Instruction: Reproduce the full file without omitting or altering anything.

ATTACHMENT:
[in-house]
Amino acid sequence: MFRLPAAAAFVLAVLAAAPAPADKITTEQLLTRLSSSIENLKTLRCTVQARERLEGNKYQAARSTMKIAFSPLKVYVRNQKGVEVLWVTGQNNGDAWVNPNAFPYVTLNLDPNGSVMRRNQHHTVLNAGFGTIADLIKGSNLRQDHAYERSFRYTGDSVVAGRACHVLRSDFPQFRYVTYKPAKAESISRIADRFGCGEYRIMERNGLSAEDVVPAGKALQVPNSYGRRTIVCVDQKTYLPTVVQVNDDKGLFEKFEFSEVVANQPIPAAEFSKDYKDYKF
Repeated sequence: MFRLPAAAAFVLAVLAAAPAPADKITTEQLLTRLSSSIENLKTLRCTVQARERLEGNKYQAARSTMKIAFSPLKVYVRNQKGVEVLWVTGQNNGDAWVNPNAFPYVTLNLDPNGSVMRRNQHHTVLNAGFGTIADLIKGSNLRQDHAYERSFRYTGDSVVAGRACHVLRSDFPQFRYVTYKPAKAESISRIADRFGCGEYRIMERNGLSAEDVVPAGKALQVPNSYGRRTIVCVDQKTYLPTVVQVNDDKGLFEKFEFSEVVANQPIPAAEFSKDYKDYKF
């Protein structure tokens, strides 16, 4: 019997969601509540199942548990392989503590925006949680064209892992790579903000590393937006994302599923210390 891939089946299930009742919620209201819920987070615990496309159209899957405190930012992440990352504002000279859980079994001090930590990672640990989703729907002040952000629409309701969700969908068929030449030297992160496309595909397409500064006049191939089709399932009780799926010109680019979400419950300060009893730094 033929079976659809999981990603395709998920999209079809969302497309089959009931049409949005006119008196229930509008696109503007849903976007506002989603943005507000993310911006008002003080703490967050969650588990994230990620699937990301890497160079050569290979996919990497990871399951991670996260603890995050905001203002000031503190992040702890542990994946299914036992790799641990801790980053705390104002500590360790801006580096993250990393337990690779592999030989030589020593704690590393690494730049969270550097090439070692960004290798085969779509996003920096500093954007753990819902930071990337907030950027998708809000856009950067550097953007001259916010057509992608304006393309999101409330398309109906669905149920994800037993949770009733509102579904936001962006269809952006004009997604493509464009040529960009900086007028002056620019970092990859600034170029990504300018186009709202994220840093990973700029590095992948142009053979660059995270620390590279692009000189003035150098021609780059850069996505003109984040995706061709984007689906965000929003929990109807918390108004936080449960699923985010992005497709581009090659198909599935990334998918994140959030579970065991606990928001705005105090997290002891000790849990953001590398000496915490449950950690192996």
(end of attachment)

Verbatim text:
[in-house]
Amino acid sequence: MFRLPAAAAFVLAVLAAAPAPADKITTEQLLTRLSSSIENLKTLRCTVQARERLEGNKYQAARSTMKIAFSPLKVYVRNQKGVEVLWVTGQNNGDAWVNPNAFPYVTLNLDPNGSVMRRNQHHTVLNAGFGTIADLIKGSNLRQDHAYERSFRYTGDSVVAGRACHVLRSDFPQFRYVTYKPAKAESISRIADRFGCGEYRIMERNGLSAEDVVPAGKALQVPNSYGRRTIVCVDQKTYLPTVVQVNDDKGLFEKFEFSEVVANQPIPAAEFSKDYKDYKF
Repeated sequence: MFRLPAAAAFVLAVLAAAPAPADKITTEQLLTRLSSSIENLKTLRCTVQARERLEGNKYQAARSTMKIAFSPLKVYVRNQKGVEVLWVTGQNNGDAWVNPNAFPYVTLNLDPNGSVMRRNQHHTVLNAGFGTIADLIKGSNLRQDHAYERSFRYTGDSVVAGRACHVLRSDFPQFRYVTYKPAKAESISRIADRFGCGEYRIMERNGLSAEDVVPAGKALQVPNSYGRRTIVCVDQKTYLPTVVQVNDDKGLFEKFEFSEVVANQPIPAAEFSKDYKDYKF
């Protein structure tokens, strides 16, 4: 019997969601509540199942548990392989503590925006949680064209892992790579903000590393937006994302599923210390 891939089946299930009742919620209201819920987070615990496309159209899957405190930012992440990352504002000279859980079994001090930590990672640990989703729907002040952000629409309701969700969908068929030449030297992160496309595909397409500064006049191939089709399932009780799926010109680019979400419950300060009893730094 033929079976659809999981990603395709998920999209079809969302497309089959009931049409949005006119008196229930509008696109503007849903976007506002989603943005507000993310911006008002003080703490967050969650588990994230990620699937990301890497160079050569290979996919990497990871399951991670996260603890995050905001203002000031503190992040702890542990994946299914036992790799641990801790980053705390104002500590360790801006580096993250990393337990690779592999030989030589020593704690590393690494730049969270550097090439070692960004290798085969779509996003920096500093954007753990819902930071990337907030950027998708809000856009950067550097953007001259916010057509992608304006393309999101409330398309109906669905149920994800037993949770009733509102579904936001962006269809952006004009997604493509464009040529960009900086007028002056620019970092990859600034170029990504300018186009709202994220840093990973700029590095992948142009053979660059995270620390590279692009000189003035150098021609780059850069996505003109984040995706061709984007689906965000929003929990109807918390108004936080449960699923985010992005497709581009090659198909599935990334998918994140959030579970065991606990928001705005105090997290002891000790849990953001590398000496915490449950950690192996």